An international conference entitled “Dismantling Global Hindutva: Multidisciplinary Perspective,” which is co-sponsored by over 70 centers and departments at more than 50 universities, forced Hindus groups to urge it supporters to sign a letter to request sponsoring universities to disavow the “Anti-Hindu Conference” scheduled for Sept. 10-12, 2021. “The organizers of the Dismantling Global Hindutva conference are proud to announce that, despite a massive campaign of disinformation, support for this timely conference on Hindutva ideology has only grown,” organizers of the Dismantling Global Hindutva Conference said on their website. “When the attack began, the conference was backed by 45+ departments and centers from 41 universities. Now, we have the support of 70+ cosponsoring entities from 53 universities. More cosponsors are expected to join.” For a list of all cosponsors see: www.dismantlinghindutva.com.
Meanwhile, Hindu Mandir Executives’ Conference, known as HMEC, is continuing with its campaign to stop the conference. “Hindutva is Hindu + Tattva, or essence of Hindu dharma. It is a manifestation of Hindu dharma in our daily lives inspiring us to reach out in compassion to all creatures beyond our individual selves. There is, however, a concerted effort to malign this term and under its guise to attack Hindus,” HMEC said. “For example, the previous attempt in this series was, “Holi Against Hindutva” on campuses two years ago. The same group is already contemplating, “Diwali Against Hindutva”. This attack on Hindutva is along the lines of various attempts to divide American Hindus based on “caste”. Conference organizers are hosting panels on a number of topics, including Caste, Gender and Sexuality, Political Economy and Propaganda, among others. “Trolls belonging to extremist groups have openly threatened violence against speakers and their families. We unilaterally condemn all such efforts to intimidate and harass individuals,” conference organizers have said.
“Given that so much misinformation has been spread, we want to reiterate: No speaker is being paid to take part in the conference. Speakers have been invited on the strength of their scholarly research or their work as public intellectuals.” “All speakers are experts on South Asia. Within that framework, the conference program covers a range of topics and questions, as can be seen on our website. This conference is an entirely academic endeavor, organized by professors who study India and are based at the various North American and European universities listed on our website.” Cosponsoring faculty include: Gyanendra Pandey (Emory), Partha Chatterjee (Columbia), Sudipta Kaviraj (Columbia), Ashley Cohen (USC), Anustup Basu (UIUC), Zahid R. Chaudhary (Princeton), Ben Conisbee Baer (Princeton), Anjali Arondekar (UC Santa Cruz), Poulomi Saha (UC Berkeley), Suchitra Vijayan (Polis Project), Gyan Prakash (Princeton), Chandrima Chakraborty (McMaster), Ajay Parasram (Dalhousie).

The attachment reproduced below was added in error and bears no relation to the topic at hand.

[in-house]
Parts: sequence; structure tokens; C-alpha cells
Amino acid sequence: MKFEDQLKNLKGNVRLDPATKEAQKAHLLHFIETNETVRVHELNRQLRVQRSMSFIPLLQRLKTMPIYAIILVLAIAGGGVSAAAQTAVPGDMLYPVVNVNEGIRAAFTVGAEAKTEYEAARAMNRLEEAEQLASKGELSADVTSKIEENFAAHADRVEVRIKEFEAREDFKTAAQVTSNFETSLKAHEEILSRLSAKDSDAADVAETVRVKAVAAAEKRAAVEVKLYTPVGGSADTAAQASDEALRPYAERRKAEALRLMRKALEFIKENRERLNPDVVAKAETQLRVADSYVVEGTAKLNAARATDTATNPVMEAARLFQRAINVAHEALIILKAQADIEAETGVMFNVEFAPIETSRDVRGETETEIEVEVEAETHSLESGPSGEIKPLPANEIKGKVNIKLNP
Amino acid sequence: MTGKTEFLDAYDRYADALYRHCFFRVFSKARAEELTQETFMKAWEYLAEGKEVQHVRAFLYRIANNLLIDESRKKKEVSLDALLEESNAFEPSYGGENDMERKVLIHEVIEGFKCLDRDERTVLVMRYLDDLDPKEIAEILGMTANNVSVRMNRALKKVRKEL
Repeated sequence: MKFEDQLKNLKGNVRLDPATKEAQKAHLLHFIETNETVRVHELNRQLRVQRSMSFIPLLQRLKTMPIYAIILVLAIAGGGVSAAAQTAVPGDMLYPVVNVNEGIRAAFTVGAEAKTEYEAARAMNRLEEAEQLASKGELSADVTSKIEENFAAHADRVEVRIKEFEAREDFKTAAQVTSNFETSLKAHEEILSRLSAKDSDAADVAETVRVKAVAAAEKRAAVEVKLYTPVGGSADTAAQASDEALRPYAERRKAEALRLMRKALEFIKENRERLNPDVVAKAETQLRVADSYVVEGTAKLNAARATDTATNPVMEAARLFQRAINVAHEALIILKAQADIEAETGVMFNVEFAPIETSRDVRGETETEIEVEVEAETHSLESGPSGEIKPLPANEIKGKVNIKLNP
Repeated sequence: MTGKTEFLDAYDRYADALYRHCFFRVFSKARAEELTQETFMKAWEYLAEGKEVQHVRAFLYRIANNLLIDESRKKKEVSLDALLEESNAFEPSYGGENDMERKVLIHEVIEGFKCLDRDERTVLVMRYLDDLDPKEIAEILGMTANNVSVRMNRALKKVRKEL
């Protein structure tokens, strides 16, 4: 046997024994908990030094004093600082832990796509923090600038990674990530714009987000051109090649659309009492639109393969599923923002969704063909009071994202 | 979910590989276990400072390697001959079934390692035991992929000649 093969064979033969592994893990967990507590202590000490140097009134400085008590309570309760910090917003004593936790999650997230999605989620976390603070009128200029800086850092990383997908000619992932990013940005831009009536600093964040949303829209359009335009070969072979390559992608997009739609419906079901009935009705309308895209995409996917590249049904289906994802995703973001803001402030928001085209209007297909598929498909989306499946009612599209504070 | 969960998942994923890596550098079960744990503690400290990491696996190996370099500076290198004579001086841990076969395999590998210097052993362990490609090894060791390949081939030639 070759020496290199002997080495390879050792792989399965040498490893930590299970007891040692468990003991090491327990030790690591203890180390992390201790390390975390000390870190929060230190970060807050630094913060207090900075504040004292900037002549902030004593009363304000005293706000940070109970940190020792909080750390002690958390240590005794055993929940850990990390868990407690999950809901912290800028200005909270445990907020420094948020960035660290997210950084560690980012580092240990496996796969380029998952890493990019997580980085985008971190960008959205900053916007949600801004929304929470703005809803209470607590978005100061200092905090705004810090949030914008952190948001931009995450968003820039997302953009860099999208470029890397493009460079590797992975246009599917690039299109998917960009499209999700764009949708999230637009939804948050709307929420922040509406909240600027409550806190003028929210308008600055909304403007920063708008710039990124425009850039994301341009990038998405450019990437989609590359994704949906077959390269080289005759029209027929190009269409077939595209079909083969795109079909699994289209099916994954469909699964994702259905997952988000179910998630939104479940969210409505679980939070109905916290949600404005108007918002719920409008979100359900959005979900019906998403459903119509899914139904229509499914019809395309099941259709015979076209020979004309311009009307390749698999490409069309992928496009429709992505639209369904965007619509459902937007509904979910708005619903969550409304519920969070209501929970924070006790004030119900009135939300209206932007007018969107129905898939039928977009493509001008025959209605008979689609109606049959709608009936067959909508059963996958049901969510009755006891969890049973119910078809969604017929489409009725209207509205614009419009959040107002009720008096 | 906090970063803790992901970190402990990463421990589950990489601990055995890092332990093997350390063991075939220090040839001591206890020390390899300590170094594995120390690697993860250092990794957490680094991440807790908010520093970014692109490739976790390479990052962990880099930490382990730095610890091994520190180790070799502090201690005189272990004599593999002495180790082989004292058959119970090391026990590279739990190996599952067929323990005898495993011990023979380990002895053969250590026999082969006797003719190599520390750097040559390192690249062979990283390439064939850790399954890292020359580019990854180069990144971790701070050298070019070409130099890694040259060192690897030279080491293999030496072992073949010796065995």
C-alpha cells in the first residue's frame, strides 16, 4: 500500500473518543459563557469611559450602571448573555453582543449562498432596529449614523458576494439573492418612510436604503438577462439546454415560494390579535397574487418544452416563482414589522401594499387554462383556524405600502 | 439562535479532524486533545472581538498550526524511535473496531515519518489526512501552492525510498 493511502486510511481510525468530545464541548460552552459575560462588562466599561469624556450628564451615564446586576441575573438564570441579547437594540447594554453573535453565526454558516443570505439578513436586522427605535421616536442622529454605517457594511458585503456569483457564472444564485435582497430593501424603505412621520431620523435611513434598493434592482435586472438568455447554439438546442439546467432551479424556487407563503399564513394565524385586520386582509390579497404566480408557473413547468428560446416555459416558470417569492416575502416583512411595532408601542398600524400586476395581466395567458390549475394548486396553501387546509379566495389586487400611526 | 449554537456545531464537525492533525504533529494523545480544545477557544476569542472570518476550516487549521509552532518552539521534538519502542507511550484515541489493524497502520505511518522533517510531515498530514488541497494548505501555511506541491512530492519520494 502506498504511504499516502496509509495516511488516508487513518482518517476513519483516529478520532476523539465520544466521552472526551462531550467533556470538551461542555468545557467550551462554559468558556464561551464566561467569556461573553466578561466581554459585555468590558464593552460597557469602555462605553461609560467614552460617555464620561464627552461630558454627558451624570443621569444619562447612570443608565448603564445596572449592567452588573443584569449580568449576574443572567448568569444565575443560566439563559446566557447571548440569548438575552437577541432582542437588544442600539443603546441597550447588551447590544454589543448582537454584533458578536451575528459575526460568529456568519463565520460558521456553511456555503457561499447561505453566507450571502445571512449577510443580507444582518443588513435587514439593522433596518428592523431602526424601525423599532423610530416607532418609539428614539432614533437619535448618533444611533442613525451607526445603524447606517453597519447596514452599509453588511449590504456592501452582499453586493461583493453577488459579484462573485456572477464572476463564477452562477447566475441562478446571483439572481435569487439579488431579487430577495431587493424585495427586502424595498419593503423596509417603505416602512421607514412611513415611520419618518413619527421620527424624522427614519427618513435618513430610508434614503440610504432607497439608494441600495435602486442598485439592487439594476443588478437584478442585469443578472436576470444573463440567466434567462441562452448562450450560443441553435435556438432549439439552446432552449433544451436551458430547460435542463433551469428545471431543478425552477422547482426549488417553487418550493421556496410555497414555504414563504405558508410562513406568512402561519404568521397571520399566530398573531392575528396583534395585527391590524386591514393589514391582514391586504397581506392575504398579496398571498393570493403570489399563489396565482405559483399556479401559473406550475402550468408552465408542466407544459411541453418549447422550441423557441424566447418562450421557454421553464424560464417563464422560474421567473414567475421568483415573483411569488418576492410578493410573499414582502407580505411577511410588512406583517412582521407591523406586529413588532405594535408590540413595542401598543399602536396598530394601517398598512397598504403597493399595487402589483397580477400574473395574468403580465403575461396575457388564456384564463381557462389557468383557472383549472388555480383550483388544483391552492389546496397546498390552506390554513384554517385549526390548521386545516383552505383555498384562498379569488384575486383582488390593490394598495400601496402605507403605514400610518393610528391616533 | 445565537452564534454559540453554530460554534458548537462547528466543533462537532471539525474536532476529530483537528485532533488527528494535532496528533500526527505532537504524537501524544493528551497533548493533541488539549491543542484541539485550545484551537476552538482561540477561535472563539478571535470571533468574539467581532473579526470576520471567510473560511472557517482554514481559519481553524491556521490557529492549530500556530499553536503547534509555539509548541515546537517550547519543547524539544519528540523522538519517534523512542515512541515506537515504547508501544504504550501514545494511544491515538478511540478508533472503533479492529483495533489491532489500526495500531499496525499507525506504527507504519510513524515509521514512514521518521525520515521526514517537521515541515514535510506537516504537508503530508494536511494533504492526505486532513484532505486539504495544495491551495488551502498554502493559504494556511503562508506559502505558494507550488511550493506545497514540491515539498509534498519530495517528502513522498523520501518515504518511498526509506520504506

“The conference aims to examine the beliefs and actions that constitute Hindutva, a political ideology that originated in the early twentieth century. Hindutva seeks to reduce the myriad practices of Hinduism to a singular notion of Hindu power in a putatively Hindu motherland. The conference will highlight the transnational and global implications of Hindutva, including its growing reach in the Indian diaspora. Panels (listed on our website) will explore a variety of interlinked topics that address the phenomenon of Hindutva,” conference organizers said. “Scholars, journalists, and activists will examine the historical development of Hindutva, the fascist dimensions of the ideology, its alignment with other supremacist movements, and its stakes across a range of political, socio-cultural, and economic issues. The conference will also examine histories of dissent against Hindutva. Dalit and Feminist traditions have long resisted the singular narrative of Hinduism adopted by Hindutva ideologues. A broader coalition of activists from progressive communities have mobilized to enable both material and ideological divestment from Hindutva. Drawing inspiration from such collectivities, we expect to discuss resources for anti-Hindutva pedagogy.”
Conference organizers said that nearly 1,000 academics and intellectuals have declared their support for the conference, including Partha Chatterjee, Thomas Blom Hansen, Veena Das, Arjun Appadurai, Sheldon Pollock, Judith Butler, Angela Davis, Cornel West, and Arundhati Roy.
“The conference has also received letters of support from over 40 community organizations in the global Indian diaspora, as well as letters of support from scholars of genocide, mass violence, and human rights. All letters of support are available on the conference website. Not a single serious scholar has opposed the conference, or indeed supported the canard that Hinduism is under attack.” Hindu group HMEC said that it is shocking that the “Dismantling Global Hindutva” event is supposedly sponsored by forty-five Universities and/or various departments or institutes within these universities. “The Universities are supposed to be space spaces for Hindu youth. However, there is no question that this conference will make it much less safe for them,” HMEC said, urging it supporters and followers to sign a collective letter on behalf of temple or as a temple leader. The letter is available at: https://hmec.info/hmecletter